• Opposition to Nipton in Classes 29&30 on basis of Lipton
Unilever PLC v. MoCI & Quick Oils pte Limited
Judgment No. 171/d/e/4 – 1424 AH, case No. 1652/1/q – 1424 AH

Upon review of the two trademarks “Lipton” and “Nipton”, both in Arabic and Latin characters, it has become evident to the court that both trademarks are closely similar visually and phonetically. This would cause confusion among average consumers as to the goods that bear both trademarks, especially that both trademarks are under the same class of goods. Therefore, registration of the applied-for trademark shall be refused. The argument that the applied-for is made distinct by a device of a knight holding a spear is of no effect, because the device is not the main element of the trademark. In this respect, decisive is the trademark itself, its reputation, and the impression it leaves on consumers’ minds.

• Refusal of HERO & device in Class 29 on basis of HERO
Union Food Company v. MoCI
Judgment No. 47/d/e/3 – 1426 AH, case No. 3847/1/q – 1425 AH

It is evident that the applied-for trademark is identical to the prior registered trademark in its main and distinctive element in the visual and phonetic aspect. In addition, the applied-for trademark shares the same class with the registered trademark and in respect of the same goods. This will cause harm to the owner of the registered trademark and cause confusion to the average consumer. The existence of additional different elements in either trademark is of no significance because what matters is the similarity of both trademarks in terms of the main elements, which would confuse the public.

• Refusal of SAHIL LUBRICANTS & device in Class 4
Shell International v. MoCI
Judgment No. 31/d/e/5 – 1426 AH, case No. 2513/1/q – 1425 AH

When appraising two trademarks for similarity, focus should be on the points of similarity rather than those of difference. In this regard, what matters is the main and distinctive elements of the trademarks rather than the difference in other minor and insignificant elements. The yardstick of similarity is the appraisal of the average consumer who is neither a scrutinizing examiner nor a careless and heedless person. If an average consumer cannot differentiate between the two trademarks, registration shall be refused because the degree of similarity may confuse a consumer. On the other hand, if an average consumer can differentiate between the two trademarks, registration may be approved because the trademarks are not confusing. When applying these rules to the present case, it must be noted that the main elements of the trademark requested to be registered is the word “Sahil” which is similar to the plaintiff company trademark “Shell” in terms of the number of letters and the way they are written... Moreover, the fact that the letter “s” is written inside a distinctive shape as well as the inclusion of the word “Lubricants” is of no significance because this is considered minor data.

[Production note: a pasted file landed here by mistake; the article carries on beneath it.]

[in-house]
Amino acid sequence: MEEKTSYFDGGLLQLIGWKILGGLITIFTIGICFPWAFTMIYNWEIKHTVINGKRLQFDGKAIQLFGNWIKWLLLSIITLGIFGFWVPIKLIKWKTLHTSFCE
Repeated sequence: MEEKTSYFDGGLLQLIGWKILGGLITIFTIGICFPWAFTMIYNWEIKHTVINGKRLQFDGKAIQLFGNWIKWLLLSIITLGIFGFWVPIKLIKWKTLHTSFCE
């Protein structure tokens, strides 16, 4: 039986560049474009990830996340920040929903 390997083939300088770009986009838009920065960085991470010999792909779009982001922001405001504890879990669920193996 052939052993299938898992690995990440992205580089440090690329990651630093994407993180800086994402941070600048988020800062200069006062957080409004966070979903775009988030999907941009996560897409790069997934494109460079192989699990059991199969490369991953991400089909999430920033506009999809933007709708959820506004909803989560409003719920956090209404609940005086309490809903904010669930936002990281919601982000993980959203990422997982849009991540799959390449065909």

• Refusal of OHAYO in Class 9
Ace Electronics Limited v. MoCI
Judgment No. 54/d/e/2 – 1425 AH, case No. 1024/1/q – 1423 AH

Examination of the two trademarks shows that the word “OHAYO” is the essential element in both of them and the other elements in the applied-for trademark are not important enough to affect the characteristics of the trademark and qualify it to registration; since when comparing two trademarks for similarity what matters is the aspects of similarity not those of difference.